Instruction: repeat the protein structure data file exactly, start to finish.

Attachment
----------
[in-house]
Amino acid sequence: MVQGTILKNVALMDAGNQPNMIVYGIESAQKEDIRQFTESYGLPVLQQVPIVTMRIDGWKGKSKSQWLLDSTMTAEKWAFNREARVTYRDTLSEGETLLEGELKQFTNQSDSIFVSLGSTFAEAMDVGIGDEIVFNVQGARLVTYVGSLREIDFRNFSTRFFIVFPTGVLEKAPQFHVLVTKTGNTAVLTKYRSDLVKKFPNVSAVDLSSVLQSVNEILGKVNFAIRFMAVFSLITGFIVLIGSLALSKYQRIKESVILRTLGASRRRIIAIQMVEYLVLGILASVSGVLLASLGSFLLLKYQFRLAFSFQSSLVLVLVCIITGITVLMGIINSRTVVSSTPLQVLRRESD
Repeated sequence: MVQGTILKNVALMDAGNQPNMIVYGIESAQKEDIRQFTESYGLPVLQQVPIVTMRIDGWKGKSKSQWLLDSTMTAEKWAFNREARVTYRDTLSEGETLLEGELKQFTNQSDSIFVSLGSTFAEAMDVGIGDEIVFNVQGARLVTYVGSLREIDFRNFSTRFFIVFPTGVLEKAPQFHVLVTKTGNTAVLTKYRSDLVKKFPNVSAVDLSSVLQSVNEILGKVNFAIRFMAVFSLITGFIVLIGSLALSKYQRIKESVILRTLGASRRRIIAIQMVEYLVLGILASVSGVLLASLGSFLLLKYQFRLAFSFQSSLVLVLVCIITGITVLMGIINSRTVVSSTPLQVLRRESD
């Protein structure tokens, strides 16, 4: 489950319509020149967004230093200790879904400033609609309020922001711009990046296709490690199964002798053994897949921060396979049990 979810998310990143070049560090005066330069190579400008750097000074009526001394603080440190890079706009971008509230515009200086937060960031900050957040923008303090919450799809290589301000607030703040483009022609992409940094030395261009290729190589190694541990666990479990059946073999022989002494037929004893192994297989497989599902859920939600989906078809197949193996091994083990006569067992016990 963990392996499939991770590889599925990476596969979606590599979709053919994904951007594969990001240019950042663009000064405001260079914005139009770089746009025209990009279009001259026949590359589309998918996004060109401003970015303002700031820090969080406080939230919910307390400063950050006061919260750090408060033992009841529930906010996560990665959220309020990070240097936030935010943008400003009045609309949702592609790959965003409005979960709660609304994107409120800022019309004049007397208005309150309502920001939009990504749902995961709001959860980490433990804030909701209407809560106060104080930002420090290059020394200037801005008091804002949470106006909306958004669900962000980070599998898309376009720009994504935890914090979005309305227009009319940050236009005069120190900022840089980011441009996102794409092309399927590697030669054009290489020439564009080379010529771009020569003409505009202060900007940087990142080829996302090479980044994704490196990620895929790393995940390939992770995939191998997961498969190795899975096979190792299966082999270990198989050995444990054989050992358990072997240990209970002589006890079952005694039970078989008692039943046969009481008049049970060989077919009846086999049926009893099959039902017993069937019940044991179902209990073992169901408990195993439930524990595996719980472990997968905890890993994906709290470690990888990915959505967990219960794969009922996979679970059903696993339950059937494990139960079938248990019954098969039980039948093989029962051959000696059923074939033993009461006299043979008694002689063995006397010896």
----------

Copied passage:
[in-house]
Amino acid sequence: MVQGTILKNVALMDAGNQPNMIVYGIESAQKEDIRQFTESYGLPVLQQVPIVTMRIDGWKGKSKSQWLLDSTMTAEKWAFNREARVTYRDTLSEGETLLEGELKQFTNQSDSIFVSLGSTFAEAMDVGIGDEIVFNVQGARLVTYVGSLREIDFRNFSTRFFIVFPTGVLEKAPQFHVLVTKTGNTAVLTKYRSDLVKKFPNVSAVDLSSVLQSVNEILGKVNFAIRFMAVFSLITGFIVLIGSLALSKYQRIKESVILRTLGASRRRIIAIQMVEYLVLGILASVSGVLLASLGSFLLLKYQFRLAFSFQSSLVLVLVCIITGITVLMGIINSRTVVSSTPLQVLRRESD
Repeated sequence: MVQGTILKNVALMDAGNQPNMIVYGIESAQKEDIRQFTESYGLPVLQQVPIVTMRIDGWKGKSKSQWLLDSTMTAEKWAFNREARVTYRDTLSEGETLLEGELKQFTNQSDSIFVSLGSTFAEAMDVGIGDEIVFNVQGARLVTYVGSLREIDFRNFSTRFFIVFPTGVLEKAPQFHVLVTKTGNTAVLTKYRSDLVKKFPNVSAVDLSSVLQSVNEILGKVNFAIRFMAVFSLITGFIVLIGSLALSKYQRIKESVILRTLGASRRRIIAIQMVEYLVLGILASVSGVLLASLGSFLLLKYQFRLAFSFQSSLVLVLVCIITGITVLMGIINSRTVVSSTPLQVLRRESD
């Protein structure tokens, strides 16, 4: 489950319509020149967004230093200790879904400033609609309020922001711009990046296709490690199964002798053994897949921060396979049990 979810998310990143070049560090005066330069190579400008750097000074009526001394603080440190890079706009971008509230515009200086937060960031900050957040923008303090919450799809290589301000607030703040483009022609992409940094030395261009290729190589190694541990666990479990059946073999022989002494037929004893192994297989497989599902859920939600989906078809197949193996091994083990006569067992016990 963990392996499939991770590889599925990476596969979606590599979709053919994904951007594969990001240019950042663009000064405001260079914005139009770089746009025209990009279009001259026949590359589309998918996004060109401003970015303002700031820090969080406080939230919910307390400063950050006061919260750090408060033992009841529930906010996560990665959220309020990070240097936030935010943008400003009045609309949702592609790959965003409005979960709660609304994107409120800022019309004049007397208005309150309502920001939009990504749902995961709001959860980490433990804030909701209407809560106060104080930002420090290059020394200037801005008091804002949470106006909306958004669900962000980070599998898309376009720009994504935890914090979005309305227009009319940050236009005069120190900022840089980011441009996102794409092309399927590697030669054009290489020439564009080379010529771009020569003409505009202060900007940087990142080829996302090479980044994704490196990620895929790393995940390939992770995939191998997961498969190795899975096979190792299966082999270990198989050995444990054989050992358990072997240990209970002589006890079952005694039970078989008692039943046969009481008049049970060989077919009846086999049926009893099959039902017993069937019940044991179902209990073992169901408990195993439930524990595996719980472990997968905890890993994906709290470690990888990915959505967990219960794969009922996979679970059903696993339950059937494990139960079938248990019954098969039980039948093989029962051959000696059923074939033993009461006299043979008694002689063995006397010896």